This blog is defunct! Check out my new music blog at Sonicrampage.org.
This is a two-part post. First, some musings on my approach to music, and then some mp3's. Feel free to scroll down if you'd prefer to skip my ramblings.
Obviously, I spend a lot of time listening to music, and then thinking about what I listen to. I also spend a lot of time reading about it. One of the things that I have found quite interesting over the last two or so years of reading about music online (I was reading stuff like TWANBOC and Blissblog way before I started participating on Dissensus and doing this blog) was how different my reactions to the music I was listening to were from others. Well, maybe not in the sense of aesthetics, what I liked and so on, but more in how I tried to break it down in my mind. I think the crucial difference is that I've never spent much time worrying about the words in the music that I listen to, that, whether instrumental or not, my mind has mostly focused on the sounds. I suspect that part of this is the result of my educational background and my personal intellectual interests; it seems like a lot of serious music writers have studied English or Philosophy quite seriously at points in their lives. These disciplines are fundamentally about words, about expression, and about ideas, whereas in what I did at university, History, words are functional, pieces in a puzzle, information to be used. Of course, the very best historical writing is written very well indeed - certainly at a level comparable to the best literature or philosophy - but the words are merely the means to an end, to conveying the necessary information. Bad historical writing, if it contains the necessary information, is still useful in doing your own work. Trust me, I've used many historical journals for research, and there really are no limits to how turgidly executed the prose can be. On the other hand, badly-written literature (and to a lesser extent philosophy) is more or less useless.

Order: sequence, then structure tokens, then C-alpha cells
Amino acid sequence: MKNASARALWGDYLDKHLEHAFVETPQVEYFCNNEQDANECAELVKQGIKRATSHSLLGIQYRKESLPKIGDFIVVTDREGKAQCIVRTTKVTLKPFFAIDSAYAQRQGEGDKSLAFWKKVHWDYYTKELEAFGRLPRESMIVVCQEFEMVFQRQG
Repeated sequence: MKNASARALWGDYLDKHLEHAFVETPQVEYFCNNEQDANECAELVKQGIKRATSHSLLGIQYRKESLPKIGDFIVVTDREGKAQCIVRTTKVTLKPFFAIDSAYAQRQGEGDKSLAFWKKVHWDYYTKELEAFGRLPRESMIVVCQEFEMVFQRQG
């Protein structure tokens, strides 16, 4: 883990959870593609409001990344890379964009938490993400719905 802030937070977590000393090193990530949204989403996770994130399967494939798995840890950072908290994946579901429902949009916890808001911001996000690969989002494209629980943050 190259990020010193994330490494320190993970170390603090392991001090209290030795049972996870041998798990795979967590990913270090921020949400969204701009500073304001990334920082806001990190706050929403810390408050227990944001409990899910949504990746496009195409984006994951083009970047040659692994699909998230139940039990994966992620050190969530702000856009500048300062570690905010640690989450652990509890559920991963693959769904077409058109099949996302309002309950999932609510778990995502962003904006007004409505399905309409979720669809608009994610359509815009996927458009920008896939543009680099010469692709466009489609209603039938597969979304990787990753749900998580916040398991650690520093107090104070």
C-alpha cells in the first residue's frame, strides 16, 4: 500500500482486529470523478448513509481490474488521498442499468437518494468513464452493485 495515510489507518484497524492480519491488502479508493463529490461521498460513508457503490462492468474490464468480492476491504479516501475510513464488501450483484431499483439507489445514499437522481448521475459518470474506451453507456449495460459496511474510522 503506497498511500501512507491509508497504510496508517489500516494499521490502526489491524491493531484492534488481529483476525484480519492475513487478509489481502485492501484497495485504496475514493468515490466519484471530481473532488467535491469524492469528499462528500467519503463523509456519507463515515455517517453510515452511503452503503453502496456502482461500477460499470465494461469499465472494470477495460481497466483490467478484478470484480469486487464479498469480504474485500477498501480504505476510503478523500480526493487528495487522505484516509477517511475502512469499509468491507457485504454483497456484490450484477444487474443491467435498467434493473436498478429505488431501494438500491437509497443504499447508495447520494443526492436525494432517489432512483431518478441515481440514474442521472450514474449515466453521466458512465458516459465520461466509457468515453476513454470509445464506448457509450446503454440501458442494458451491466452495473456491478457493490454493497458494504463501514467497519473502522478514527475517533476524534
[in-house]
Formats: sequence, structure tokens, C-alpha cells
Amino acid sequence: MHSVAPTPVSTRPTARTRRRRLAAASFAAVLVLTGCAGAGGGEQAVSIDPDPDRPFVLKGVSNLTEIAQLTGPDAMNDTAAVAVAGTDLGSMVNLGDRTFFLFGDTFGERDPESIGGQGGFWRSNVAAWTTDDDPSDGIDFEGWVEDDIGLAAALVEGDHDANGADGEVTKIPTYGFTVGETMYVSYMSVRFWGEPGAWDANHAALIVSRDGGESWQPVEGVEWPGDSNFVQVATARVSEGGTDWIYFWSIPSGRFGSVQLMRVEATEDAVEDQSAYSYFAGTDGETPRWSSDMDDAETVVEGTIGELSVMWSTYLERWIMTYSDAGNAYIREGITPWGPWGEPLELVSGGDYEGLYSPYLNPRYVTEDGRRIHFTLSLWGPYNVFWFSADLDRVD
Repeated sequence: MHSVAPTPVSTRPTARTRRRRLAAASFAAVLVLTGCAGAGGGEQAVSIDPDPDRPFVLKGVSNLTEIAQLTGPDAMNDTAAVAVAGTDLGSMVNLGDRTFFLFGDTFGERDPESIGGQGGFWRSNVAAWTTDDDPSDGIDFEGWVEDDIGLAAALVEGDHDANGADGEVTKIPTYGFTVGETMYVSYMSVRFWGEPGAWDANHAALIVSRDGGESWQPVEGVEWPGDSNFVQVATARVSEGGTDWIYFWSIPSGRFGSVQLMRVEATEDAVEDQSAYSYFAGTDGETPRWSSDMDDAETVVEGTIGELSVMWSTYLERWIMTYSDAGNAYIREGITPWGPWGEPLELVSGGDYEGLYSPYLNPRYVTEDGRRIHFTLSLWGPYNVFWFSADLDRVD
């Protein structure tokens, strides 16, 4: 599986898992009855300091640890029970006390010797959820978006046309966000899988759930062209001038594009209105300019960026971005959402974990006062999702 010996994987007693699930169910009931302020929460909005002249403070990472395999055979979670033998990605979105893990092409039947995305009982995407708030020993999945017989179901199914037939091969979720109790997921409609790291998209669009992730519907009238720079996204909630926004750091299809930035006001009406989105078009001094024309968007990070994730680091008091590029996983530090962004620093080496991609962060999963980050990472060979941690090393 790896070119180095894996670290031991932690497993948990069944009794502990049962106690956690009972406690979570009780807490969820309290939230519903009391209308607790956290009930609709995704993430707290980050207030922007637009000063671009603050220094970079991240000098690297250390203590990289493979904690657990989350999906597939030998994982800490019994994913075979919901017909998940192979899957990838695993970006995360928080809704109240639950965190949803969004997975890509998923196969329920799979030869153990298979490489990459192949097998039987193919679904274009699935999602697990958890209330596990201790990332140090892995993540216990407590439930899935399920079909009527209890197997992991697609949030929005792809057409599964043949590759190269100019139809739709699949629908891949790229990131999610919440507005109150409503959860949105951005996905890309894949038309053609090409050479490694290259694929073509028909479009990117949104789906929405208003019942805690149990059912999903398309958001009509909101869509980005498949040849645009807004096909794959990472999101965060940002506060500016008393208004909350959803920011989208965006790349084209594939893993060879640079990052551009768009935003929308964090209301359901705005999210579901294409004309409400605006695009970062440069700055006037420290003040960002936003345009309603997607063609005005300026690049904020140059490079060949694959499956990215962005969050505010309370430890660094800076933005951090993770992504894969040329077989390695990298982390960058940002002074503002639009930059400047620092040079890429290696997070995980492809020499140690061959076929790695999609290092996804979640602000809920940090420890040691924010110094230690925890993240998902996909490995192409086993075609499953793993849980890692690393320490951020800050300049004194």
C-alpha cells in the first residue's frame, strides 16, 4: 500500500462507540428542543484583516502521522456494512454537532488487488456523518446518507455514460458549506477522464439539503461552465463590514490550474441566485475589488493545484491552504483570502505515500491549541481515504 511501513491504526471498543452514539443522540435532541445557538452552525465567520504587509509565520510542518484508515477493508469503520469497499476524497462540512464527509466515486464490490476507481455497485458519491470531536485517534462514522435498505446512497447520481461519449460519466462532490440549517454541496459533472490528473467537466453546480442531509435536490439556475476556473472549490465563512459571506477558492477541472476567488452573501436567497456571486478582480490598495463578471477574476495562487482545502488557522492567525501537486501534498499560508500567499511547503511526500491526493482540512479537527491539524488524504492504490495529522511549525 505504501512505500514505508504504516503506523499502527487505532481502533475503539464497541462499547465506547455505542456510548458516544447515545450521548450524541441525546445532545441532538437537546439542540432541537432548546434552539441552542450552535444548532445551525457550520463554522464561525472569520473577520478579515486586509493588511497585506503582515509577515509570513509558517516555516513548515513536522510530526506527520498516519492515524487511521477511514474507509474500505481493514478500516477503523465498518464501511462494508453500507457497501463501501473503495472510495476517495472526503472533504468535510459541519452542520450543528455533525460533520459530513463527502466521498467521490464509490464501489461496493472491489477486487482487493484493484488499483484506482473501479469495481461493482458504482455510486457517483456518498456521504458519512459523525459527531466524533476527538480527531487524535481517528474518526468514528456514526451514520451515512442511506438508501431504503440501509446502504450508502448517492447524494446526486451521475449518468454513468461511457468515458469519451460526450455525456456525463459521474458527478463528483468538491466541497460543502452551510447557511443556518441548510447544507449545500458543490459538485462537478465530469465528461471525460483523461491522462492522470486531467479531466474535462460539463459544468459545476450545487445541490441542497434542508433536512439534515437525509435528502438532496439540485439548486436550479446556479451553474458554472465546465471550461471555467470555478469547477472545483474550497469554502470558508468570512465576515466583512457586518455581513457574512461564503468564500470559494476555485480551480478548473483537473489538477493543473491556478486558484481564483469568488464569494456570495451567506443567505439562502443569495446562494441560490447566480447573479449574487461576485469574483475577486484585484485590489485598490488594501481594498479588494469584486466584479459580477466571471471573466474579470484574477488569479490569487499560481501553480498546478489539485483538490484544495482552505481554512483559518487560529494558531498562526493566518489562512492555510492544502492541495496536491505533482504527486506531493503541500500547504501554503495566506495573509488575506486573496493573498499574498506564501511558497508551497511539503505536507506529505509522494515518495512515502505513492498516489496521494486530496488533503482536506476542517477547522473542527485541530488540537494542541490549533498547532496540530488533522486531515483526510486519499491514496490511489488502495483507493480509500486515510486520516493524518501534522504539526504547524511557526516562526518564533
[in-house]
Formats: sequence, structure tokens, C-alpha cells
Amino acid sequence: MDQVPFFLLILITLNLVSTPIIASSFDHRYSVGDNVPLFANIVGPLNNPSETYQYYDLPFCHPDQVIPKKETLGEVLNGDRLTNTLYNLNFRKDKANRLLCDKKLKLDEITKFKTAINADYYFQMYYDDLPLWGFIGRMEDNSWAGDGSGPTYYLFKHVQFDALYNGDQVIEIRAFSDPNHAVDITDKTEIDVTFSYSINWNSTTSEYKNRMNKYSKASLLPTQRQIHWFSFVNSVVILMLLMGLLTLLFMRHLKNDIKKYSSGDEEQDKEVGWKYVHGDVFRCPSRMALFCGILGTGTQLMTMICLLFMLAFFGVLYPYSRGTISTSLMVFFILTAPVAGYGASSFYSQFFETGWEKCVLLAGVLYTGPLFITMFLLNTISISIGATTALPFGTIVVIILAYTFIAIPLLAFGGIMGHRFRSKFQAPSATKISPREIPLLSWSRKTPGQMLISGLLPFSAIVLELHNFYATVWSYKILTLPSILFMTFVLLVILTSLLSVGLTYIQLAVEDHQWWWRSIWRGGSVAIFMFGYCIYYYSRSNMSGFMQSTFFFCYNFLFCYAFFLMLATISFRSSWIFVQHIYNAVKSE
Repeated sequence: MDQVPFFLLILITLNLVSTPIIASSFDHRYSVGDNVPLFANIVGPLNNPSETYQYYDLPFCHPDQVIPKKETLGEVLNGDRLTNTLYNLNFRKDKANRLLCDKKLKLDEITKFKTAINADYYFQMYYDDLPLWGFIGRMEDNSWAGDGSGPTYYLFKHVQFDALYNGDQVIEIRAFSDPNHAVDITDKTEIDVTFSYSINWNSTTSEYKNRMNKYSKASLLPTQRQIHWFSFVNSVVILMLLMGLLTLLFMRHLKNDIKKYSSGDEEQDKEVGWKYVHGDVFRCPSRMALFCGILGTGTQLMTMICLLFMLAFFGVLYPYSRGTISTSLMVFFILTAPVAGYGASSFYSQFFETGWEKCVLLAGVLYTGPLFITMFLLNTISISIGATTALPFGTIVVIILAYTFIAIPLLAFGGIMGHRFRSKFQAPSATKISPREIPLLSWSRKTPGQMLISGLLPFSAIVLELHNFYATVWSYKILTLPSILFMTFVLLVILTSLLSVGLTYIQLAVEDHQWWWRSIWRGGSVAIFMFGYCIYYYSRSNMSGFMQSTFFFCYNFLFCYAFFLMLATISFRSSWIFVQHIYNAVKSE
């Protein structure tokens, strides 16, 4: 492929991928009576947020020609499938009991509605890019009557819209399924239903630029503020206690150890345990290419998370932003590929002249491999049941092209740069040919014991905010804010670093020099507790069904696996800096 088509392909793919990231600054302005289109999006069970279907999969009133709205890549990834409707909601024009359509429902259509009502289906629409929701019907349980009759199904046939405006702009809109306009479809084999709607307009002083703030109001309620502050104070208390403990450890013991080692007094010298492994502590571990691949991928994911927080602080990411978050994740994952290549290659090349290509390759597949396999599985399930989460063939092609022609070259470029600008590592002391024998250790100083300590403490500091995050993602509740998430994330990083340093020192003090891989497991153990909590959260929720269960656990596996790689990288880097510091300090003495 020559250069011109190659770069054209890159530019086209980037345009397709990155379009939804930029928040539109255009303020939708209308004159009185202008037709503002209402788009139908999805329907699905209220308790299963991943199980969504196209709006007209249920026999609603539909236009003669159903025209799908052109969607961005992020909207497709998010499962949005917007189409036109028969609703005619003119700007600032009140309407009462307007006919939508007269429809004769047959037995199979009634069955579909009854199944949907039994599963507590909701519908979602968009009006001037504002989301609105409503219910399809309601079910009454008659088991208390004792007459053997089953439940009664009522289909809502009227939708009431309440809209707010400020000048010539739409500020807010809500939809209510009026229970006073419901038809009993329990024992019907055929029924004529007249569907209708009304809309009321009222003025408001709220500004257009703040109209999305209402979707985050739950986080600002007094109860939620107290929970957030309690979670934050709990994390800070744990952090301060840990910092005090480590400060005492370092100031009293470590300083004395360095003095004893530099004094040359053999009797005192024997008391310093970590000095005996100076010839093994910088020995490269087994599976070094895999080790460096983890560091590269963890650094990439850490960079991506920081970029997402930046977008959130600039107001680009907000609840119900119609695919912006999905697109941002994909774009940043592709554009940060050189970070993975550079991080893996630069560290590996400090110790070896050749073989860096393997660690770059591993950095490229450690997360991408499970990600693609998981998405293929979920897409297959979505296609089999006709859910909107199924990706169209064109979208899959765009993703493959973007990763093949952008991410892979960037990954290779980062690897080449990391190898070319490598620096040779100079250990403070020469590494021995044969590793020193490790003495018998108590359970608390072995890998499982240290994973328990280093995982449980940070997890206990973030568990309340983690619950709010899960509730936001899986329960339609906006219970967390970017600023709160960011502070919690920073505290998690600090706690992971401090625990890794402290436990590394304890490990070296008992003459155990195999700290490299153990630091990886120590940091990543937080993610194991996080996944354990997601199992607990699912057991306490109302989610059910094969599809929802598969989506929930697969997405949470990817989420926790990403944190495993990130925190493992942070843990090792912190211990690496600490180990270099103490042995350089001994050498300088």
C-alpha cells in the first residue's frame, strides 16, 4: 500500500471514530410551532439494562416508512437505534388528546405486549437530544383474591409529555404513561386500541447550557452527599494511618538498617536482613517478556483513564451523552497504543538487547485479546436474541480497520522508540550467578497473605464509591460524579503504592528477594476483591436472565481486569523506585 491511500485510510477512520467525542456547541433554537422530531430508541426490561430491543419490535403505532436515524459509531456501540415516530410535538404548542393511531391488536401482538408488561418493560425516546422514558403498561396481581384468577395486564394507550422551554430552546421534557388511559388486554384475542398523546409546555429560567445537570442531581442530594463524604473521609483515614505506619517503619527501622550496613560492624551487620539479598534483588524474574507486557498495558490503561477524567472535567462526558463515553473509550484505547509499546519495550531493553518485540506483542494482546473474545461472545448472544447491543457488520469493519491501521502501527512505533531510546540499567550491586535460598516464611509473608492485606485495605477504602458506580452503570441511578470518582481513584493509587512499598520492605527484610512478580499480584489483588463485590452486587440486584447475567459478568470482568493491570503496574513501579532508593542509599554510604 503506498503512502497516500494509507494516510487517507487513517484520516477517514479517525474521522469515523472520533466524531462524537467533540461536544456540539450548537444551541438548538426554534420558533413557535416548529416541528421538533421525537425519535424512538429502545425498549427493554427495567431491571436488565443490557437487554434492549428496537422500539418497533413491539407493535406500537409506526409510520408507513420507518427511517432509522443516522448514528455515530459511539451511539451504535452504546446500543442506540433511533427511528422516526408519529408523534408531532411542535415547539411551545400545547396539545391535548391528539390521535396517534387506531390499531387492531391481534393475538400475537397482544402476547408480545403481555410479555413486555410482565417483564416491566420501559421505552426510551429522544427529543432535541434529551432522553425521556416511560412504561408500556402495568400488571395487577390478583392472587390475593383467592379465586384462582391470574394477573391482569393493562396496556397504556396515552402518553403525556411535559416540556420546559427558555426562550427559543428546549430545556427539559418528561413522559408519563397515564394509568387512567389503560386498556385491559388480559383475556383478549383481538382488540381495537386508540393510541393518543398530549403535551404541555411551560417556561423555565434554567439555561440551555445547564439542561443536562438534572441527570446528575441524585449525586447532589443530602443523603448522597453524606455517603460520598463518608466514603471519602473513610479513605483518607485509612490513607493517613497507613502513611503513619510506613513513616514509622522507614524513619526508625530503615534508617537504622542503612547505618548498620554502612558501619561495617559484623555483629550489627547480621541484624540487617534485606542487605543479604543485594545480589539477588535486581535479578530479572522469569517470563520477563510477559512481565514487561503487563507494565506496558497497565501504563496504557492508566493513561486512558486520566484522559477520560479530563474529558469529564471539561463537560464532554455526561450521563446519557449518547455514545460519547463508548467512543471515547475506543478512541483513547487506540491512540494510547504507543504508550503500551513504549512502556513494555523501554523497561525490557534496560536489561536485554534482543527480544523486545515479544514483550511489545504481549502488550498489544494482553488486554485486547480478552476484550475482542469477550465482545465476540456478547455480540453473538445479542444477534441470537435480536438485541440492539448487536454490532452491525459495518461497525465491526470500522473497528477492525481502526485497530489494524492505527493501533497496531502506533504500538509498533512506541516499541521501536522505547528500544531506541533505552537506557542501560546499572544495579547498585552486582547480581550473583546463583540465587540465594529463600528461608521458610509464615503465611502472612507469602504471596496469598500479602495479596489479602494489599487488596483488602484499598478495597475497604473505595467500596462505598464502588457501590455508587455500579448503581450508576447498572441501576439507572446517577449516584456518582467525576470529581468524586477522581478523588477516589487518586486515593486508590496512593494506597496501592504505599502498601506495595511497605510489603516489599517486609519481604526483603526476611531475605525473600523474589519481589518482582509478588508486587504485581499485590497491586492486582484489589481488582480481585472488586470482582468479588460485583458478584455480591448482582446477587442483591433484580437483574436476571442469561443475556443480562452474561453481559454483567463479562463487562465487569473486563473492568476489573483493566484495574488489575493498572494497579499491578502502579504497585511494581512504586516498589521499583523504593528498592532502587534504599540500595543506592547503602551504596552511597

How does this tie into music? Well, I think that the focus on words that is so much a part of studying literature and philosophy seriously lends itself, when applied to music, to focusing primarily on lyrics, to peeling them apart to better understand the intentions and thoughts of the artist. This does not mean that the music itself is unimportant, merely that in so much of the music criticism that I have read the lyrics are as, if not more, important than the music. I don't really approach music in this way. I listen to the lyrics of vocal tracks, but I don't really care what the artist is saying. For the most part, I just like the surface aesthetics of the human voice when set against the music; the words are just pieces of information in a larger whole.
Where is this coming from? Well, I've been thinking about this quite a bit since I read Kid Kameleon's notes to accompany his recent ragga jungle mix at Gutterbreakz. Here's the relevant quote that got me a-pondering:
Unfortunately, anyone who deals with current Jamaican-derived music eventually has to come to terms with their position on anti-homosexual lyrics. Basically, I try my hardest not to play 'em. I'm all for burning out wikkid men, corruption, bomberclaats in general, but the evidence is too strong that Jamaica has a problem with endemic violence towards homosexuals, and while I don't blame dancehall artists for that violence directly I feel I need to follow a policy of "do no harm" for my own mixes. I won't knowningly play openly anti-gay lyrics, although I'm OK editing them out with backspins. It's not a comment on the producer of the track as he managed to snag vocals that are killer in every other way and should be put to use. It's a comment on the vocals themselves. It's a tricky line, but I call on ragga jungle producers to steer clear of incendiary lyrics since I really don't believe the producers are making a statement of deeply held beliefs like the people they are sampling. Please take the time, producers and fans alike, to read LFODemon's Battybwoys are alright manifesto which I wholly endorse.